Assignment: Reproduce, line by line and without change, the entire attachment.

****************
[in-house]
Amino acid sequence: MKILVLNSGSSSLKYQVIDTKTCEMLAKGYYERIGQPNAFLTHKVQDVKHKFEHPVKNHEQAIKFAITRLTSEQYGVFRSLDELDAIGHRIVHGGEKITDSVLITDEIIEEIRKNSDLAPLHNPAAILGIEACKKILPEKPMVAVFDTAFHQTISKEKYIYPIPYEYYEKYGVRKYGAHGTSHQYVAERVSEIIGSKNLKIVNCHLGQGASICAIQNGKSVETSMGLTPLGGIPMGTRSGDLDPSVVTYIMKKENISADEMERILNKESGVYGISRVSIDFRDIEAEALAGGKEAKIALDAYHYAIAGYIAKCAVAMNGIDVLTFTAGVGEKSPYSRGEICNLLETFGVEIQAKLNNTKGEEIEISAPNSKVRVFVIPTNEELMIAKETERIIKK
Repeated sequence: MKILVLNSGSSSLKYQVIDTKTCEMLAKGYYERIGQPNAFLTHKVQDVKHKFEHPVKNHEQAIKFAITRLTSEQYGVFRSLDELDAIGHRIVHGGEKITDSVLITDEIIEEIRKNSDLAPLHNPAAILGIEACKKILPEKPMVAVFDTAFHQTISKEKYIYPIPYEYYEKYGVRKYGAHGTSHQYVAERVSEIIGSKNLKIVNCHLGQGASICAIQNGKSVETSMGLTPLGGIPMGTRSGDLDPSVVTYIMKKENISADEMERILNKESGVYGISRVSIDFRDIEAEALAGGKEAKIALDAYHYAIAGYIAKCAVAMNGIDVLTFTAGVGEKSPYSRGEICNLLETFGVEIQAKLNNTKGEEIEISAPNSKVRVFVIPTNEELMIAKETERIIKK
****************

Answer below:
[in-house]
Amino acid sequence: MKILVLNSGSSSLKYQVIDTKTCEMLAKGYYERIGQPNAFLTHKVQDVKHKFEHPVKNHEQAIKFAITRLTSEQYGVFRSLDELDAIGHRIVHGGEKITDSVLITDEIIEEIRKNSDLAPLHNPAAILGIEACKKILPEKPMVAVFDTAFHQTISKEKYIYPIPYEYYEKYGVRKYGAHGTSHQYVAERVSEIIGSKNLKIVNCHLGQGASICAIQNGKSVETSMGLTPLGGIPMGTRSGDLDPSVVTYIMKKENISADEMERILNKESGVYGISRVSIDFRDIEAEALAGGKEAKIALDAYHYAIAGYIAKCAVAMNGIDVLTFTAGVGEKSPYSRGEICNLLETFGVEIQAKLNNTKGEEIEISAPNSKVRVFVIPTNEELMIAKETERIIKK
Repeated sequence: MKILVLNSGSSSLKYQVIDTKTCEMLAKGYYERIGQPNAFLTHKVQDVKHKFEHPVKNHEQAIKFAITRLTSEQYGVFRSLDELDAIGHRIVHGGEKITDSVLITDEIIEEIRKNSDLAPLHNPAAILGIEACKKILPEKPMVAVFDTAFHQTISKEKYIYPIPYEYYEKYGVRKYGAHGTSHQYVAERVSEIIGSKNLKIVNCHLGQGASICAIQNGKSVETSMGLTPLGGIPMGTRSGDLDPSVVTYIMKKENISADEMERILNKESGVYGISRVSIDFRDIEAEALAGGKEAKIALDAYHYAIAGYIAKCAVAMNGIDVLTFTAGVGEKSPYSRGEICNLLETFGVEIQAKLNNTKGEEIEISAPNSKVRVFVIPTNEELMIAKETERIIKK